Three smart fellers, they all felt smart.
Some twisters are amusing because they sound incorrect even when pronounced correctly:
Are you copperbottoming those pans, my man?
No, I'm aluminiuming 'em Ma'am.
Pad kid poured curd pulled cold
Linguistics of tongue twisters
Based on the MIT confusion matrix of 1620 single phoneme errors, the phoneme with the greatest margin of speech error is l [l] mistaken for r [r]. Other phonemes that had a high level of speech error include s [s] mistaken for sh [ʃ], f [f] for p [p], r [r] for l [l], w [w] for r [r], and many more. These sounds are most likely to transform to a similar sound when placed in near vicinity of each other. Most of these mix-ups can be attributed to the two phonemes having similar areas of articulation in the mouth.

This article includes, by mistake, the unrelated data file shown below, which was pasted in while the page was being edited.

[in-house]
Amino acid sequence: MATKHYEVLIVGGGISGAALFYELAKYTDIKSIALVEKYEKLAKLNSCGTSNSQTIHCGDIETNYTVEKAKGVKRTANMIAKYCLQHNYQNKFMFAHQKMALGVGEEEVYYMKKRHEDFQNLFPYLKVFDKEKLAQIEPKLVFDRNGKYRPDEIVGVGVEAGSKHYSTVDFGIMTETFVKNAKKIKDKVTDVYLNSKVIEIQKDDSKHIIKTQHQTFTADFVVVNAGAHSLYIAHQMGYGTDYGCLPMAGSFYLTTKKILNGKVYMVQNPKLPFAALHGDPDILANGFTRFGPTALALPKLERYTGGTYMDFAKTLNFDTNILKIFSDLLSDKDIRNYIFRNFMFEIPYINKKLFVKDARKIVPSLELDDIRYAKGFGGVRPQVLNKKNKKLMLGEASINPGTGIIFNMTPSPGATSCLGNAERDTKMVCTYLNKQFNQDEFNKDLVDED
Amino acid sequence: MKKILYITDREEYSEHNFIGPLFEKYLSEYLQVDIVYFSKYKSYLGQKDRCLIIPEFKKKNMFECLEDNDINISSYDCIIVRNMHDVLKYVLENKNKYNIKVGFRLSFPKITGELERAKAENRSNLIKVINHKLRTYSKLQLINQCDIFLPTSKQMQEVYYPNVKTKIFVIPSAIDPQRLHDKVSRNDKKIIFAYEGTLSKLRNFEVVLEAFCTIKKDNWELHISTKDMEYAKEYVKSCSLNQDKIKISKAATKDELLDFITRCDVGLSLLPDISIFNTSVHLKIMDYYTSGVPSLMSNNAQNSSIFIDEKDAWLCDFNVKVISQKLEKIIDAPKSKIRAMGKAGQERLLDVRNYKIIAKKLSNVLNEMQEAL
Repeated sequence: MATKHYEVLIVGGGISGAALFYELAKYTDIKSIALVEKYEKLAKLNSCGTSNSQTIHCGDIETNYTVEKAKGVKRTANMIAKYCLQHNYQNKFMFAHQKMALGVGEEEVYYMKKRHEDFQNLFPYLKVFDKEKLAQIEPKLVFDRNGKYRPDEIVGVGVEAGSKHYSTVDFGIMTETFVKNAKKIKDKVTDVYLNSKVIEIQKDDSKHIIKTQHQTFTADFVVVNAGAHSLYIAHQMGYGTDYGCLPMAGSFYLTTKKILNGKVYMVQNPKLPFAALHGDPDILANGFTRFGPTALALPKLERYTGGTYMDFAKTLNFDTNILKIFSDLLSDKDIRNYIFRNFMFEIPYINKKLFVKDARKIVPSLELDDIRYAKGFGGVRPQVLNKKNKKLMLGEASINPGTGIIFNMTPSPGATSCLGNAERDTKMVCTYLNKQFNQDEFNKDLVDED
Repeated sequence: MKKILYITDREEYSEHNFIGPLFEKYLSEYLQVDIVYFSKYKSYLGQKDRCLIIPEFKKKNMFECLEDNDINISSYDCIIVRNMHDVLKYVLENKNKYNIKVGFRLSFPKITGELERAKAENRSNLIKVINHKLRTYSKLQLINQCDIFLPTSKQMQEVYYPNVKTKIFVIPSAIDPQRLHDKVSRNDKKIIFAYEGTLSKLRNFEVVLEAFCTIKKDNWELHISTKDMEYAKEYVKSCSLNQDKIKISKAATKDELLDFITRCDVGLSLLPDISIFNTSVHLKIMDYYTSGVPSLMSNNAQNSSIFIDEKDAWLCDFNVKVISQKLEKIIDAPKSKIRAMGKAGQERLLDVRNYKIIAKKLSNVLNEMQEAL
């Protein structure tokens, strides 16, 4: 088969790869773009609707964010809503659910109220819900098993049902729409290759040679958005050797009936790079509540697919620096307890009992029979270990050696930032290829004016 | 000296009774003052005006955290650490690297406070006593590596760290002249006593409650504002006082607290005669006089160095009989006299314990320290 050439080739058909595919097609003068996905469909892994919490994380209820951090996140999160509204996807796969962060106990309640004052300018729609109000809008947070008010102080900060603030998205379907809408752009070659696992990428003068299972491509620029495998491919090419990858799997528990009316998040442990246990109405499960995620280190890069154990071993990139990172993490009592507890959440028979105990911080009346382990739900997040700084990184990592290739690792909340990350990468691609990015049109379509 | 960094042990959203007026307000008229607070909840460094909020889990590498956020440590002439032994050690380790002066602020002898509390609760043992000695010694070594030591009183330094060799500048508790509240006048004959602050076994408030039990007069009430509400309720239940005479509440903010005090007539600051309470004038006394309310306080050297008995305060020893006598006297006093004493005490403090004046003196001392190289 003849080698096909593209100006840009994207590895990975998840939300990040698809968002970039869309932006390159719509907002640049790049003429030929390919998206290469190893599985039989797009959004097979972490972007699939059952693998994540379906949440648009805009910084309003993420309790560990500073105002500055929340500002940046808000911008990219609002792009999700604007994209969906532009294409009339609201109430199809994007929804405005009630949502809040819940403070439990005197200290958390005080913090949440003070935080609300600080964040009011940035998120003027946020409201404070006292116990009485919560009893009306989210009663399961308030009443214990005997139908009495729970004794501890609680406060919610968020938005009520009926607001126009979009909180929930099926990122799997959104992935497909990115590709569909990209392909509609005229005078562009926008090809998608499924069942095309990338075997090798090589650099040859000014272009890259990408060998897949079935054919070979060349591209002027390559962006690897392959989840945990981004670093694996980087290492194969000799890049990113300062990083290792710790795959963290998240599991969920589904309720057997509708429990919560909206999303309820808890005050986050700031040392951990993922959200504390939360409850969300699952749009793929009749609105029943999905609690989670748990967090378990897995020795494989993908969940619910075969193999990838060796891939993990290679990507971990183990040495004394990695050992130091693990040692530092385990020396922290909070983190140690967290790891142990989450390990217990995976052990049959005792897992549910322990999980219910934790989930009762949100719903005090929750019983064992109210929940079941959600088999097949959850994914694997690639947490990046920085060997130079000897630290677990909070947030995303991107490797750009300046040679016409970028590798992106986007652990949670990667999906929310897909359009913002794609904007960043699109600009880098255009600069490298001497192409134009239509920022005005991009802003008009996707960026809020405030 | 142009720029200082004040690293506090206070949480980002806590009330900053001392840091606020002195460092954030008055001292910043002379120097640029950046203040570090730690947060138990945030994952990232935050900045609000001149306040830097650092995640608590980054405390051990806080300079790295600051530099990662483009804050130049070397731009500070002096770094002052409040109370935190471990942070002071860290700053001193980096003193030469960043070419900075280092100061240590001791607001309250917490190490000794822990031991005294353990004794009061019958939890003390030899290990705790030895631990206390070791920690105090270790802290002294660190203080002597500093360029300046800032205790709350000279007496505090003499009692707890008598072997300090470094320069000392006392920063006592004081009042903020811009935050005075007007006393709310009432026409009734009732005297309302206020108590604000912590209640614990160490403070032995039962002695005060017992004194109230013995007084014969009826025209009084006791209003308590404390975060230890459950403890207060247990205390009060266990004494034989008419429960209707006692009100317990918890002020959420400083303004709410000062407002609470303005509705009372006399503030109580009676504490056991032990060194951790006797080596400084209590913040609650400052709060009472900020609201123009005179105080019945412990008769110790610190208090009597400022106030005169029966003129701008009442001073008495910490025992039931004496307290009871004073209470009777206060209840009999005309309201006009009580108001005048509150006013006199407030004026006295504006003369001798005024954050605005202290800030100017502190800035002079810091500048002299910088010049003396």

Pronunciation difficulty is also theorized to have an effect on tongue twisters. For example, t [t] is thought to be easier to pronounce than ch [tʃ]. As a result, speakers may naturally transform ch [tʃ] to t [t] or when trying to pronounce certain tongue twisters.
Fortis and lenis
Fortis and lenis are the classification of strong and weak consonants.
Some characteristics of strong consonants include:
- high frequency in a language
- earlier development in language acquisition
- lower placement on the phonological hierarchy
It is common for more difficult sounds to be replaced with strong consonants in tongue twisters. This is partially determinant of which sounds are most likely to transform to other sounds with linguistic confusion.
The complexity of tongue twisters varies from language to language. For example, in Buganda vowels differ by length so tongue twisters exploit vowel length: "Akawala akaawa Kaawa kaawa akaawa ka wa?". Translation: "The girl who gave Kaawa bitter coffee, where is she from?"